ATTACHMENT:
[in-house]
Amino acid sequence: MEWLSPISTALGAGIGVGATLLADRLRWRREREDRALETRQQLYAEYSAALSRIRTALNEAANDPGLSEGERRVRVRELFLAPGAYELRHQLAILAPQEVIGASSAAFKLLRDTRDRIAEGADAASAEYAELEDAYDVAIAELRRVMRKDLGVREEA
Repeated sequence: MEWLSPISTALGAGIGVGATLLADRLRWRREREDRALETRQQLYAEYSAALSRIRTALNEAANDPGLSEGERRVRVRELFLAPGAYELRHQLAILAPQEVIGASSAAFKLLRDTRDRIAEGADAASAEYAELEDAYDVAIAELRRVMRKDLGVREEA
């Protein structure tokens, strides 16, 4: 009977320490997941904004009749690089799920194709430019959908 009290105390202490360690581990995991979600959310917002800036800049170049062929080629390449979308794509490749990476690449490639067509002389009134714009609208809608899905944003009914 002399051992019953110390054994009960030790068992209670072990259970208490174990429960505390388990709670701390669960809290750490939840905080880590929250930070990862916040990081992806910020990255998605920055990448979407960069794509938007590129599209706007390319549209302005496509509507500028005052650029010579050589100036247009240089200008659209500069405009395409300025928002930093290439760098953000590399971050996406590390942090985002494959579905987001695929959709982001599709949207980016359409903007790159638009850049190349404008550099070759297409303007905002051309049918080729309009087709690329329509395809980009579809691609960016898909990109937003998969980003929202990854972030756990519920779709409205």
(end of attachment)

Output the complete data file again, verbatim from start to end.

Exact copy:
[in-house]
Amino acid sequence: MEWLSPISTALGAGIGVGATLLADRLRWRREREDRALETRQQLYAEYSAALSRIRTALNEAANDPGLSEGERRVRVRELFLAPGAYELRHQLAILAPQEVIGASSAAFKLLRDTRDRIAEGADAASAEYAELEDAYDVAIAELRRVMRKDLGVREEA
Repeated sequence: MEWLSPISTALGAGIGVGATLLADRLRWRREREDRALETRQQLYAEYSAALSRIRTALNEAANDPGLSEGERRVRVRELFLAPGAYELRHQLAILAPQEVIGASSAAFKLLRDTRDRIAEGADAASAEYAELEDAYDVAIAELRRVMRKDLGVREEA
């Protein structure tokens, strides 16, 4: 009977320490997941904004009749690089799920194709430019959908 009290105390202490360690581990995991979600959310917002800036800049170049062929080629390449979308794509490749990476690449490639067509002389009134714009609208809608899905944003009914 002399051992019953110390054994009960030790068992209670072990259970208490174990429960505390388990709670701390669960809290750490939840905080880590929250930070990862916040990081992806910020990255998605920055990448979407960069794509938007590129599209706007390319549209302005496509509507500028005052650029010579050589100036247009240089200008659209500069405009395409300025928002930093290439760098953000590399971050996406590390942090985002494959579905987001695929959709982001599709949207980016359409903007790159638009850049190349404008550099070759297409303007905002051309049918080729309009087709690329329509395809980009579809691609960016898909990109937003998969980003929202990854972030756990519920779709409205």